But there's far more than just limited camping to recommend this West Texas gem. Few other state parks can offer the variety of recreational activities available to the outdoors lover.

"We're trying to make the park as recreationally diverse as possible by offering such things as hiking, camping, picnicking, rappelling, rock climbing, horseback riding and mountain biking," said park peace officer Hector Terrazas. "This is one of the few parks where you can come and bring your mountain bike, camp overnight, do some hiking and bouldering and leave."

One of the park's newest attractions is a climber's wall in Snead's Quarry, about one mile from the park entrance. The 48-foot sheer granite face has been bolted for rock climbing and has proven popular for rappelling, especially with members of El Paso's Combined Search and Rescue team which is occasionally called upon to rescue careless hikers from the unforgiving mountain terrain.

About a quarter mile up the road is the new Nature Walk, which can be a little tough to find because it's not marked. Look for a pull-out on the right. The trailhead is directly across the road.

The mostly flat half-mile trail winds through desert flatlands and dry arroyos. Dozens of desert plants are identified, providing an excellent introduction to the remarkable variety of flora found in the Chihuahua Desert. My visit found sotol in full regalia throughout the park, their tall, spindly, plume-topped stalks buffeted by a gentle breeze. At other times of the year, the desert blazes in the glory of blooming ocotillo, yuccas, prickly pear cacti, desert willow and tree cholla Watch for cottontails, lizards, mule deer, fox and an occasional cougar along the way.

Late summer and early fall, traditionally the desert's rainiest months, provide hikers with a phenomenon rarely occurring at other times of the year in the Franklins - a flowing, clear-water spring. West Cottonwood Springs oozes from a canyon just below the mountain crest on the western slope, proving one of the park's most popular hiking destinations. Guided tours ($2 per person) to the spring take place on the first and third weekends year-round, providing insight into Franklin Mountains geology, biology and history. Park rangers also lead half-mile hiking tours those same weekends to Aztec Caves. Tours depart from the park's front entrance at 9 a.m. In all, the park boasts 125 miles of trails to explore by foot.

Franklin Mountains State Park is becoming increasingly popular with off-road bicycling enthusiasts. Some 51 miles of marked mountain biking trails crisscross the desert floor, snaking up and down the foothills, through canyons and along elevated ridges, challenging pros who race there and enticing novices to try some of the less intimidating routes.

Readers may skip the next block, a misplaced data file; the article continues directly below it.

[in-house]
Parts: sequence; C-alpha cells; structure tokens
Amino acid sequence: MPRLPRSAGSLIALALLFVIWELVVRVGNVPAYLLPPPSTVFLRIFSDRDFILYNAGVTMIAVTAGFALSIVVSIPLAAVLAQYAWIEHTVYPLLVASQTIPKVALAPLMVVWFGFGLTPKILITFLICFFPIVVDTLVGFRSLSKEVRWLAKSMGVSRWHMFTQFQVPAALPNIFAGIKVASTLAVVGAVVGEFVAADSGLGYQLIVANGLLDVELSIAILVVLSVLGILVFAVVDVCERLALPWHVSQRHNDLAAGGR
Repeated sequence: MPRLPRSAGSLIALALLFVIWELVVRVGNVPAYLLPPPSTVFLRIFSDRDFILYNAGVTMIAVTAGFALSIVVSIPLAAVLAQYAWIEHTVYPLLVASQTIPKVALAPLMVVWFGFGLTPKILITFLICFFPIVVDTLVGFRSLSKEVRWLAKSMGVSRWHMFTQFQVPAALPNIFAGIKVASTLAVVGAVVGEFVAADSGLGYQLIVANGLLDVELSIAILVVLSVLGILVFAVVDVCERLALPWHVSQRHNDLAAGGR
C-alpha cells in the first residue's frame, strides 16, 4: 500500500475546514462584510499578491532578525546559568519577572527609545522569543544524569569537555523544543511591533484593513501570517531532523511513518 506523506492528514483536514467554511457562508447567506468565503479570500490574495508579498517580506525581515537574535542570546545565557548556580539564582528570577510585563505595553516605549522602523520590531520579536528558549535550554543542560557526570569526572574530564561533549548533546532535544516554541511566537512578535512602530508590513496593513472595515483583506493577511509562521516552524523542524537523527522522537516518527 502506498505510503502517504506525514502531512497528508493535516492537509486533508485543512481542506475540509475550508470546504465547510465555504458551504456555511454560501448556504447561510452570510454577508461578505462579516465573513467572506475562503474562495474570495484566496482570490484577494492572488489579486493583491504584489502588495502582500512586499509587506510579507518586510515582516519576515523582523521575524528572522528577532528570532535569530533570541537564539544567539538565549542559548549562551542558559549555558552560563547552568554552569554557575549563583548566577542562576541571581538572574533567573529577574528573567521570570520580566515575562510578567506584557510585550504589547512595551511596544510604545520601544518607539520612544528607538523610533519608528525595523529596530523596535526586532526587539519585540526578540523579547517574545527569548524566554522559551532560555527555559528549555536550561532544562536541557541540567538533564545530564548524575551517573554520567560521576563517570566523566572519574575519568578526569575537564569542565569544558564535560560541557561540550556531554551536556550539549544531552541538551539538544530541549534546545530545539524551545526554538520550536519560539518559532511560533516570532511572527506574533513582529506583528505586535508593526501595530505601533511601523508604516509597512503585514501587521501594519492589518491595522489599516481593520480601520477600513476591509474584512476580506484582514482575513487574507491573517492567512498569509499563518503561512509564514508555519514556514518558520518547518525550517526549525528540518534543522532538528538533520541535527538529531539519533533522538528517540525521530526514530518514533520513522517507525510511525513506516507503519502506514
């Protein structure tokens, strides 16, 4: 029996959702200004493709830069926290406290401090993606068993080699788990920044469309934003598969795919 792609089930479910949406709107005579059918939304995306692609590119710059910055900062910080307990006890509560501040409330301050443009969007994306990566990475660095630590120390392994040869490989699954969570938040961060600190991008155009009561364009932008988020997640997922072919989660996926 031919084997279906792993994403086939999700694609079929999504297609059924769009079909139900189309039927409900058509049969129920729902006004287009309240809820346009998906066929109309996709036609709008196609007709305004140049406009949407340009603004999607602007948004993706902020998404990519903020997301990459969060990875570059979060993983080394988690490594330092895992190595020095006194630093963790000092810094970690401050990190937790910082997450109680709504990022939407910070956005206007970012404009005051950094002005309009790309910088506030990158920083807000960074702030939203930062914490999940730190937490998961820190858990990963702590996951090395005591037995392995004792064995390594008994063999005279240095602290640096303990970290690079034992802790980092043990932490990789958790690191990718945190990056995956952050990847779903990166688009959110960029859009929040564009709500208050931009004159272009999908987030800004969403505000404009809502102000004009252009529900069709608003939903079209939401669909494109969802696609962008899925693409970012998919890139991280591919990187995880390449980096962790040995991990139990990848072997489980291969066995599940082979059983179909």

On Sept. 13, the park and Borderland Mountain Bike Association will host the first Desert Dusk-to-Dawn 12-hour mountain bike relay race, which will draw competitors from as far away as Arizona and Chihuahua City, Mexico.

Twenty-two miles of trails allow hikers, mountain bikers and horseback riders alike. They are marked by small bumblebee-colored signs usually found near the day-use areas. Additional multiuse trails are in either the planning or building stage.

"There will not be an end to the good he's done," reads the plaque dedicated to William Blythe Mayfield erected at the group shelter area located atop a ridge at the end of the 2.5 mile park road. The preservation efforts begun by Mayfield that led to the creation of the former Tom Mays Park continue through the efforts of the Texas Parks and Wildlife Department. Future plans call for a new Visitors Center, additional trails and the re-opening of the Mount Franklin tramway on Ranger Peak.

In the meantime, today's visitor can revel in this unique and pristine wilderness park, view stunning mile-high vistas, listen to the quiet and walk in the footsteps of nomadic prehistoric tribes, Spanish conquistadors, Mexican traders, Anglo settlers and others who journeyed through El Paso del Norte (The Pass of the North) centuries before.

While visiting Franklin Mountains State Park, be sure to immerse yourself in borderland history at Magoffin Home State Historical Park on the edge of downtown El Paso and take time to explore the archeological wonders of Hueco Tanks State Historical Park on the eastern edge of El Paso County.

Franklin Mountains State Park is one of 124 parks that comprise the Texas State park system. For information about Texas state parks, call 1-800-792-1112 or access the TPWD web page: www.tpwd.state.tx.us.

Off-season offers many advantages
for camping in scenic Texas parks


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PECOS, August 26, 1997 - More and more Texans are discovering that camping isn't just for summer anymore and that off-season trips to enjoy the outdoors offer a number of advantages.

Campers this fall and winter can choose from more than 50 Texas State Parks - from the scenic mountains of West Texas to the lush forests of the Pineywoods to sun-soaked Gulf beaches - in which to pitch a tent or park a camper. And, when they go, camping enthusiasts will enjoy cooler weather, less crowded conditions and special seasonal incentives.

A new promotion by the Texas Parks and Wildlife Department offers holders of a Discovery Passport a chance to earn a free night of camping in a state park from November through February. A passport holder can earn a free night of camping for every five overnight stays at a state park campsite or screened shelter. In addition, a number of state parks offer special seasonal pricing during the camping off-season.